Tag Archives: Advice

Terrible swim, great chat… Masters

On Monday I got into the pool just after 7am for my regular Monday morning swim session, but to be honest it was hard work. I was still really tired from the previous week’s work and hadn’t managed to catch up fully on my sleep. It really made me realise just how important rest is in regards to all of this training.

I plan to do mini 1km sets at a threshold pace when I’m swimming these sessions. The plan is to keep to a 1:54 / 100m pace (1 minute and 54 seconds for every 100m swum). I managed the first two 1km sets, but setting off on the third I just didn’t have the energy.

I could have pushed through it, but part of the reason for being tired was because I was busy at work – and there was still plenty to do on Monday. So instead of keeping going and wiping myself out for the day, I called it a day.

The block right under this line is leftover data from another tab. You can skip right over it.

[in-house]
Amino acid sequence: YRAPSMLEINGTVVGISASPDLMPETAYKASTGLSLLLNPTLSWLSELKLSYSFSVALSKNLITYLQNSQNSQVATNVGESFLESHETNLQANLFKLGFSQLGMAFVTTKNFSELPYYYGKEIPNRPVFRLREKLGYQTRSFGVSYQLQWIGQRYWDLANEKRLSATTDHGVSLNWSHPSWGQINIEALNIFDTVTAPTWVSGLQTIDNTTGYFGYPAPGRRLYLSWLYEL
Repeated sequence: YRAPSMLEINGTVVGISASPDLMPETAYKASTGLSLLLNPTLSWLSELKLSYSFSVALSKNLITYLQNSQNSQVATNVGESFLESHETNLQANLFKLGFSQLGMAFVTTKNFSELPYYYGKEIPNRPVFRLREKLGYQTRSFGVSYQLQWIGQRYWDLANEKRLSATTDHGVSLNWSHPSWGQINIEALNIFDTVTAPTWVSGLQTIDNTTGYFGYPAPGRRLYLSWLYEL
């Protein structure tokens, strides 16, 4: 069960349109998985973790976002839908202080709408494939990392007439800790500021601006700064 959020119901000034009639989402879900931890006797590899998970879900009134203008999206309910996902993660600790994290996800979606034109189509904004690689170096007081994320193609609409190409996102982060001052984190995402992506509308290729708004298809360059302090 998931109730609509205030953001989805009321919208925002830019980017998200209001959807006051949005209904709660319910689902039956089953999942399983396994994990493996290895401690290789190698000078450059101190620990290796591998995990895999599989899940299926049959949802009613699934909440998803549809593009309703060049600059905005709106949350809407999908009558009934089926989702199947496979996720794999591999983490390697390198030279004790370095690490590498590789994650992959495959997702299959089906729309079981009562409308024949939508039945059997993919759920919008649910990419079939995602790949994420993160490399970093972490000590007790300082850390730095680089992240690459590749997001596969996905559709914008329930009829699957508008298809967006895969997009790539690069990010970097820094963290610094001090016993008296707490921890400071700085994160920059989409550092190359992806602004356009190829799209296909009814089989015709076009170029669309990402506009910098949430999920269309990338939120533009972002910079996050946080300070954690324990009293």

By doing so it meant I had a few extra minutes to chat to someone who is a regular lane buddy. I see her and say hello, but even after all these weeks we’ve only just got onto first name terms – I’m usually too busy swimming and then rushing to work. But on Monday I had a few extra minutes and we chatted for a bit. Naturally the talk was about swimming and our stroke (I’m a bit choppy with my left arm apparently) and during that conversation she mentioned that there was a Masters session at my pool twice a week – I didn’t know that!

So last night I went down to my first ever Masters session – in fact it was my first ever swimming “lesson” of any kind. I don’t remember being taught to swim but I presume that my dad gave me the basics and I got on with it as a nipper, I certainly was never a member of a swimming club. So I was a little bit nervous at the start of the session.

In the end the session was a swimming club session for teenagers with one lane roped off for the old folk. It doesn’t sound like much, but as there were only three of us it was plenty. We started with a warm-up as the coach watched our stroke and then gave tips.